Are European leaders fiddling whilst Ireland’s finances are burning?

Last night I saw a headline on the television news channel that I was watching and it said that Chancellor Merkel of Germany and President Sarkozy of France had called for “prompt action” on Ireland. This intrigued me as if you look at the institutions they set up back on May 10th of this year then with a response time at best of 3-4 weeks for one and 5-6 weeks for the other it made me wonder if they know what “prompt action” is. Perhaps this illustrates the difference between political and financial market timetables or more harshly perhaps it represents a known political tactic of calling for something you know  will not be happening to hopefully avoid you being (rightly) blamed. It probably sounded good to their PR department. Tucked away if you look at the deeper implications of this is a theme of the Euro zone crisis since in began in the spring of this year which is that Europe’s politicians have felt all along that they can control events when in fact events have ended up controlling them. This leads to their continually being involved in short-term solutions to crises rather than getting ahead of events and setting a consistent long-term plan. In other words this represents a severe policy mistake as they have lacked any sort of realistic strategy just at the time one is most needed.

Axel Weber muddies the waters

In an interesting intervention Axel Weber who is the President of the German Bundesbank and a member of the European Central Bank said something yesterday which also was somewhat misleading. According to Bloomberg news he referred to the Euro zone shock and awe rescue fund

Seven hundred and fifty billion (Euros) should be enough to assure the markets………If not, it will have to be increased.

If we analyse this then Mr.Weber should know better than this. If we examine the 750 billion claim this as I have pointed out on the 25th of June and more recently on the 12th and 17th of November that the reality is that the real number due to weaknesses in the design of the package is more like 400 billion Euro’s perhaps 450 billion if it gets a following wind. To say that it will have to be increased again ignores fundamental problems. Firstly the money has to be raised on financial markets and these are the same straightened financial markets which are going to have to support a lot of borrowing over the next couple of years. The money is not given by governments they are in effect loaning their credit rating. Even so the implications of this borrowing as I shall discuss in a moment are hitting home. So governments may say no to this as Mr.Weber’s own government appears to have already done.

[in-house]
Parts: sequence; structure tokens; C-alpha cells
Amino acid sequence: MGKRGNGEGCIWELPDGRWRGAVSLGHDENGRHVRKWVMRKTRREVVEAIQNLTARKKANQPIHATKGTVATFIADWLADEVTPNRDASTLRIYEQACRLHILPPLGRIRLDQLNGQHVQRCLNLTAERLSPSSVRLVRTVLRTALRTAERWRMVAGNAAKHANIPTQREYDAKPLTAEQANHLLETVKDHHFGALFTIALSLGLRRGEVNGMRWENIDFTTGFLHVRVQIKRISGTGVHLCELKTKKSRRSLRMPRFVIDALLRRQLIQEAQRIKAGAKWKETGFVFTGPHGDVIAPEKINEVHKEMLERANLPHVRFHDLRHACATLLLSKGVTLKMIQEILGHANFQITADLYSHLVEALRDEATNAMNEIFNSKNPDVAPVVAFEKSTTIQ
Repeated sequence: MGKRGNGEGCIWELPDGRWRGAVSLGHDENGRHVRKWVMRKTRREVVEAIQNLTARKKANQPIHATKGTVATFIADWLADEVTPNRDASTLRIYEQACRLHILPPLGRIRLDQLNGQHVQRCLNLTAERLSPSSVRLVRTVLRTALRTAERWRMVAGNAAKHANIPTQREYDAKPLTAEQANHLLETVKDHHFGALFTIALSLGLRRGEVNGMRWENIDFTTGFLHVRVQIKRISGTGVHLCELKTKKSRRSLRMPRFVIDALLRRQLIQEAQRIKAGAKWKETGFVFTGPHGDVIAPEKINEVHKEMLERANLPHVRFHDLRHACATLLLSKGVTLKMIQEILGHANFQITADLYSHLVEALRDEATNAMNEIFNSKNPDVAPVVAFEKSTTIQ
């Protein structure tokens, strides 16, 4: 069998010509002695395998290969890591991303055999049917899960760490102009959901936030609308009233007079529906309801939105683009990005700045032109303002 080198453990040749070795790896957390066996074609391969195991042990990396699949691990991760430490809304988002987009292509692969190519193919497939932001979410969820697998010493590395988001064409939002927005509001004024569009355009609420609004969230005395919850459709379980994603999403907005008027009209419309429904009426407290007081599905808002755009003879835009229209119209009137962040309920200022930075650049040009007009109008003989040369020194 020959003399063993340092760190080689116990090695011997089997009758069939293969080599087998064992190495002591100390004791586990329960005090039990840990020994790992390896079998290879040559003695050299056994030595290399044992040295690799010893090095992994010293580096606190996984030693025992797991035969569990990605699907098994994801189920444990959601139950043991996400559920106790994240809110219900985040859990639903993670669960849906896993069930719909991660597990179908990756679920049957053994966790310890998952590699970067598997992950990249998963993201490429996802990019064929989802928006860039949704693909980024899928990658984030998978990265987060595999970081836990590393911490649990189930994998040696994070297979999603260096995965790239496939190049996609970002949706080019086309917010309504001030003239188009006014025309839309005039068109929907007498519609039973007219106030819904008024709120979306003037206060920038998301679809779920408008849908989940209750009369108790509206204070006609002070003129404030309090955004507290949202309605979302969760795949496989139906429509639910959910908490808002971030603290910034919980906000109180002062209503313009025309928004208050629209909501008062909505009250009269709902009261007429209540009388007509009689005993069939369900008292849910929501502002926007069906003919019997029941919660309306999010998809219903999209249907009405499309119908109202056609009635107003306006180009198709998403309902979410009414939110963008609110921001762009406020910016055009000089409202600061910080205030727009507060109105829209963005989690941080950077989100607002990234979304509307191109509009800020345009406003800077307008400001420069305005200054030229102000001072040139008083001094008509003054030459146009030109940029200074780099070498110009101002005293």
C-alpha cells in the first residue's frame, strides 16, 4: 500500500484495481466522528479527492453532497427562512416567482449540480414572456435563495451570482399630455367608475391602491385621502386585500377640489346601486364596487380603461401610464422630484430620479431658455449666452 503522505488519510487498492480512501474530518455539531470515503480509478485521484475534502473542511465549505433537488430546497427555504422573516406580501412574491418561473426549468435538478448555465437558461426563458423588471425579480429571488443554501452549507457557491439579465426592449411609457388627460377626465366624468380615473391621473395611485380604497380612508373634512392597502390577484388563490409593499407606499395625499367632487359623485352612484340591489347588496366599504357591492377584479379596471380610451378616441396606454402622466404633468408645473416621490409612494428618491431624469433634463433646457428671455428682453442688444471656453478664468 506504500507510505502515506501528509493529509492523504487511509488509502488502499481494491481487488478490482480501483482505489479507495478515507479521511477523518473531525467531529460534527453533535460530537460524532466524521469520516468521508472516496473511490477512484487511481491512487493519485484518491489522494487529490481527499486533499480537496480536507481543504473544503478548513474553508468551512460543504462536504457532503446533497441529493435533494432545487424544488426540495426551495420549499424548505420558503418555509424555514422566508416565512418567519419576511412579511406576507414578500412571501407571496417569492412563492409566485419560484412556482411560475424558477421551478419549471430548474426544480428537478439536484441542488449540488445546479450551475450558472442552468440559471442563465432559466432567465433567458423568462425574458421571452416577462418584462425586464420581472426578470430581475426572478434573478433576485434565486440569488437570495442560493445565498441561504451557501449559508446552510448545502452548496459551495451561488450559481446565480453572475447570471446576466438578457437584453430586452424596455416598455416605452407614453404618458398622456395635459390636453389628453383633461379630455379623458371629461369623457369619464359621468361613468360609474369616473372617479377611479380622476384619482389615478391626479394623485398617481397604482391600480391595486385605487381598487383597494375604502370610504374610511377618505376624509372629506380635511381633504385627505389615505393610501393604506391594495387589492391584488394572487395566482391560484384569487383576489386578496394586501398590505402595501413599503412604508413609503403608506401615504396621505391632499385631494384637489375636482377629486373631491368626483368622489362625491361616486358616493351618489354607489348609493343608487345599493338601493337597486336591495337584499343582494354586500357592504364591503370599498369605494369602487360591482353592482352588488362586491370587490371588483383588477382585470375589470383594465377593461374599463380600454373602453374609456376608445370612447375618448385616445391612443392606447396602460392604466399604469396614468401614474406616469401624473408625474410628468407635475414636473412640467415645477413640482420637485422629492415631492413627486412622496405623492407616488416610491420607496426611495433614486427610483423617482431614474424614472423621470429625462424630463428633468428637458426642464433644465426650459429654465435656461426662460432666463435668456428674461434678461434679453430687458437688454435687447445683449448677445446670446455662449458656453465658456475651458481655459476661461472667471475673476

Comment

I wonder what Mr.Weber’s real intentions are with this speech. His past pronouncements have been much more in touch with reality than this and perhaps he was speaking to Europe’s politicians rather than us. If so his message is that their scheme is not big enough and I wonder what their response is.

Has there been any impact on Europe’s paymaster Germany?

If you consider that Europe’s rescue plans in essence involve borrowing a large amount of money on financial markets then you cannot avoid the conclusion that her ability to do this relies a lot on Germany as a paymaster/provider of a good quality credit rating. However as markets are forced to consider this it appears that there have been costs for Germany. In the euphoria after the announcement of more quantitative easing by the US central bank on November 3rd German ten-year bund yields dropped to 2.42%,whereas last night they closed at 2.71% for a rise of 0.29% in around 3 weeks. This of course coincides with the likelihood of Germany’s credit rating being used to help bailout some of the peripheral Euro zone nations.

Has this affected Ireland, Greece,Portugal and Spain?

There is an irony of this in that the government bonds of the peripheral Euro zone nations are often priced as a spread over those of Germany. Accordingly as German government bond yields rise so do those of the peripheral nations. I think the obvious link is that the likelihood of the shock and awe rescue mechanism being used has raised German bond interest rates which has led to a rise in Irish,Portuguese,Greek and Spanish government bond yields. Yes we now have it so far the rescue mechanism has made things worse for the suffering countries.